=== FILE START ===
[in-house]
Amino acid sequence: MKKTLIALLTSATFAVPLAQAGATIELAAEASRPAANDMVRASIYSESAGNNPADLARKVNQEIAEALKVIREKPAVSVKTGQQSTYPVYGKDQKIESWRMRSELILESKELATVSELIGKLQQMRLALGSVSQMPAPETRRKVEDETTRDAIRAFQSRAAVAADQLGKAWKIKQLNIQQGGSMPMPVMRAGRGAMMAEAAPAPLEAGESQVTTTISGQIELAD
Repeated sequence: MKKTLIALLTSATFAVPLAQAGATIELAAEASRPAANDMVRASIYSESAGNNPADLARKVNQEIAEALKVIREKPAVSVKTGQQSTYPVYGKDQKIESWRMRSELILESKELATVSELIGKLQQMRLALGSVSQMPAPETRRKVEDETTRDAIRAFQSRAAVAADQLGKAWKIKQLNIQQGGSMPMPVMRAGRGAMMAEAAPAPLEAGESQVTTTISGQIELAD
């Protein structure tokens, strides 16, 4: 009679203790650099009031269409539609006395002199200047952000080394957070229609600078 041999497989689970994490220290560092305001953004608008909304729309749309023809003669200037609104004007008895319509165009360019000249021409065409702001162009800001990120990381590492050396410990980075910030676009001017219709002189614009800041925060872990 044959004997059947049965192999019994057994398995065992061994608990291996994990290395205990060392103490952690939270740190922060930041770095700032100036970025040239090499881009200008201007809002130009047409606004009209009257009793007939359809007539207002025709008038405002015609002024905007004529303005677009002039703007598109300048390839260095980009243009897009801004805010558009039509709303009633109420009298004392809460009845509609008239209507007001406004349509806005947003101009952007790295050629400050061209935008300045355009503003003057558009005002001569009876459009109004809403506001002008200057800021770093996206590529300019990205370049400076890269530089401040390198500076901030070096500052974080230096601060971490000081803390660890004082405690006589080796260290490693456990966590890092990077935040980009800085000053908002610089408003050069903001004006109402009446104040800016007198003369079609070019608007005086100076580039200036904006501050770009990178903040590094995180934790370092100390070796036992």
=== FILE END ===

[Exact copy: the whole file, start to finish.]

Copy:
[in-house]
Amino acid sequence: MKKTLIALLTSATFAVPLAQAGATIELAAEASRPAANDMVRASIYSESAGNNPADLARKVNQEIAEALKVIREKPAVSVKTGQQSTYPVYGKDQKIESWRMRSELILESKELATVSELIGKLQQMRLALGSVSQMPAPETRRKVEDETTRDAIRAFQSRAAVAADQLGKAWKIKQLNIQQGGSMPMPVMRAGRGAMMAEAAPAPLEAGESQVTTTISGQIELAD
Repeated sequence: MKKTLIALLTSATFAVPLAQAGATIELAAEASRPAANDMVRASIYSESAGNNPADLARKVNQEIAEALKVIREKPAVSVKTGQQSTYPVYGKDQKIESWRMRSELILESKELATVSELIGKLQQMRLALGSVSQMPAPETRRKVEDETTRDAIRAFQSRAAVAADQLGKAWKIKQLNIQQGGSMPMPVMRAGRGAMMAEAAPAPLEAGESQVTTTISGQIELAD
């Protein structure tokens, strides 16, 4: 009679203790650099009031269409539609006395002199200047952000080394957070229609600078 041999497989689970994490220290560092305001953004608008909304729309749309023809003669200037609104004007008895319509165009360019000249021409065409702001162009800001990120990381590492050396410990980075910030676009001017219709002189614009800041925060872990 044959004997059947049965192999019994057994398995065992061994608990291996994990290395205990060392103490952690939270740190922060930041770095700032100036970025040239090499881009200008201007809002130009047409606004009209009257009793007939359809007539207002025709008038405002015609002024905007004529303005677009002039703007598109300048390839260095980009243009897009801004805010558009039509709303009633109420009298004392809460009845509609008239209507007001406004349509806005947003101009952007790295050629400050061209935008300045355009503003003057558009005002001569009876459009109004809403506001002008200057800021770093996206590529300019990205370049400076890269530089401040390198500076901030070096500052974080230096601060971490000081803390660890004082405690006589080796260290490693456990966590890092990077935040980009800085000053908002610089408003050069903001004006109402009446104040800016007198003369079609070019608007005086100076580039200036904006501050770009990178903040590094995180934790370092100390070796036992």